FDA Calls Teen E-Cigarette Use An 'Epidemic'
In 2017 alone, e-cigarette sales grew more than 40 percent
If you’re the parent of a tween or teen, you’ve already heard about Juuling, the e-smoking trend that’s increased in popularity so quickly with kids, the U.S. Food and Drug Administration is announcing a new action plan in November to “confront and reverse” youth addiction.
“We have hard data to support the public health tragedy that is now underway,” said FDA Commissioner Scott Gottlieb in a statement. Because of its explosion in popularity and the unusually heavy dose of nicotine it delivers, vaping is considered to be an epidemic amongst teens. But as a parent of a 15 and 13-year-old, I can tell you this phenomenon started much earlier than the teenaged years.
These are battery-powered devices that, according to the CDC, heat “a nicotine-containing liquid to produce an aerosol that is inhaled. Juul’s comes in a variety of flavors, including mango and creme, and also uses nicotine salts, which can allow high levels of nicotine to be inhaled more easily and with less irritation.”
In 2017, the e-cigarette market expanded by 40 percent, to $1.16 billion, with more than half of that being attributed to Juul. What makes it popular with kids is not only the ability to hide the device itself in school and at home, but the “flavors” they’re able to buy (which produce no smoke), make it seem fun and harmless when in fact, one Juul “pod” contains 20 cigarettes worth of nicotine (that’s a pack of regular cigarettes).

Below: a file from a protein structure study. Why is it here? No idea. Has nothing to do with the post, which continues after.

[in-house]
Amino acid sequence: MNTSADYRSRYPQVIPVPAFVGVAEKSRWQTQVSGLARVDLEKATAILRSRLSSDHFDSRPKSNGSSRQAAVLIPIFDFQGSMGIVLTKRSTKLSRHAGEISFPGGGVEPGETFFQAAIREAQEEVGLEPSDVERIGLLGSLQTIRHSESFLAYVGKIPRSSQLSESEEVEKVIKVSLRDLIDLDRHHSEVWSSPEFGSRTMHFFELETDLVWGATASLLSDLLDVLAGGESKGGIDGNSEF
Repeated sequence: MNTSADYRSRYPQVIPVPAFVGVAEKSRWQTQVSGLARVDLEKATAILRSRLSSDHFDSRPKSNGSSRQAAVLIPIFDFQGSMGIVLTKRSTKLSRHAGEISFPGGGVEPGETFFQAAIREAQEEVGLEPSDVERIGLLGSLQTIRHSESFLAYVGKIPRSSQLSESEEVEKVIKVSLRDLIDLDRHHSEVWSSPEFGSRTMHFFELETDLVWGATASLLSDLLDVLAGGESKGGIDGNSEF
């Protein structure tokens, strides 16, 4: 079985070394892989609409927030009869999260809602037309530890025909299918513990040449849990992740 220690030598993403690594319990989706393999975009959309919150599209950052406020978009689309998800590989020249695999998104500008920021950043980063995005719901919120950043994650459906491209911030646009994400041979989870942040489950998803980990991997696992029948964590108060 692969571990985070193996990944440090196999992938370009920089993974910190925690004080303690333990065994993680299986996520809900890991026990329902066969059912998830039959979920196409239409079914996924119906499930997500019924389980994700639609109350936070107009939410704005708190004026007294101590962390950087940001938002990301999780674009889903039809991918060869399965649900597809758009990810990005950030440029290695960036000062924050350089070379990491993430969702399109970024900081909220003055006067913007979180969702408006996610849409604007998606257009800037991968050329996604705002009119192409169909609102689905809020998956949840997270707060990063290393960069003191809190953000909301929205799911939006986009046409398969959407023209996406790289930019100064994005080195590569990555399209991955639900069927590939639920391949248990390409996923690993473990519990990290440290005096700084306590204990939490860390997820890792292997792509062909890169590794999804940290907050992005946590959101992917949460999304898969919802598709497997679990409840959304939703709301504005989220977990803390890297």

Also, some of these “pods” contain zero nicotine at all, which can be what initially gets younger kids hooked. Then, once friends introduce pods with nicotine, it can be hard for them to stop because they’re already fascinated with the process itself. This can also be a way for teens to trick their parents into believing, if caught, that their Juul doesn’t contain anything harmful, it’s “just for fun.” Ask me how I know.
Research found many negative impacts of nicotine alone, including increased cancer risks and respiratory problems, as well as more asthma attacks and symptoms experienced by those who vape. And with Juul sales increasing 641 percent from 2016 to 2017, according to the CDC, it’s being called a “public health concern.”
“The current trends in youth use are not tolerable,” Gottlieb warned. “We have warned for more than a year that the availability of e-cigarettes cannot come at the expense of addicting a generation of youth on nicotine through these products.”
In September 2018, the FDA announced that more than 1,300 warning letters and civil money penalty complaints had been sent to retailers who illegally sold Juul and other e-cigarette products to minors. The FDA is also requesting information from several manufacturers about their marketing practices towards youth and what plans they have to address what they’re calling an epidemic.